Madisonville Focus Revisited: Reexcavating Fort Ancient from Museum Collections

TitleMadisonville Focus Revisited: Reexcavating Fort Ancient from Museum Collections
Publication TypeBook Chapter
Year of Publication2000
AuthorsDrooker, PB
EditorGenheimer, R
Book TitleCultures Before Contact: The Late Prehistory of Ohio and Surrounding Regions
PublisherThe Ohio Archaeological Council
CityColumbus, Ohio
KeywordsFort Ancient, Madisonville, Northeastern North American archaeology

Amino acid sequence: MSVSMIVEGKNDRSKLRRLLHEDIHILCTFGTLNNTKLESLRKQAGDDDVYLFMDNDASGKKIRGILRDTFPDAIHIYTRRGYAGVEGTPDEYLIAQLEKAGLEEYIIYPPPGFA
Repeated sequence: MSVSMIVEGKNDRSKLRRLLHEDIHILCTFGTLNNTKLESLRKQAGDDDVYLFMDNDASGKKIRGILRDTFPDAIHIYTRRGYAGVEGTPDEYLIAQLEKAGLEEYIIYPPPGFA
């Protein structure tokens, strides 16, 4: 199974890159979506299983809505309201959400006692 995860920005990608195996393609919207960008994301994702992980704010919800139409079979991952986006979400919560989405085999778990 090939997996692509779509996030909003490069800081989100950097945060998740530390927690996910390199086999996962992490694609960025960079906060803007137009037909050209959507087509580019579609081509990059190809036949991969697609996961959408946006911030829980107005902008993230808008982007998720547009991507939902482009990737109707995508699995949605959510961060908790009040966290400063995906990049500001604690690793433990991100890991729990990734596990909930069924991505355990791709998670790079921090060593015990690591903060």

A half century ago, James B. Griffin defined the Madisonville Focus of Fort Ancient, including over a dozen sites in southeastern Indians, southwestern Ohio, and northern Kentucky. His work drew heavily on museum and private collections excavated during the late nineteenth and early twentieth centuries, focusing to a large extent on geographical distributions of archaeological traits—types of ceramics, non-pottery artifacts, and features such as burial mounds. Since publication of Griffin's The Fort Ancient Aspect, his southwestern Ohio data have been supplemented ny at least two regional survys, a number of small-scale but stratigraphically well-controlled excavations, and one large-scale project, at the Turpin site. These data, along with the development of new techniques such as seriation, radiocarbon dating, flotation, and trace element analysis, and new theory to tackle research questions on topics such as subsistence, health, settlement patterns, socioeconomic organization, and interregional exchange, pave the way for a fruitful reexamination of the collections with which Griffin worked in his original formulation of the Madisonville Focus. After a brief summary of Fort Ancient excavation history in southwestern Ohio, this paper focuses on three topics that were not emphasized by Griffin: chronological relationships, settlement patterns, and social organization. Recent projects that made use of museum-curated materials from Madisonville, Hahn's Field, Turpin, Sand Ridge, Campbell Island, and Anderson Village (Anderson Focus) site are highlighted, illustrating the potential for furhter research with existing collections.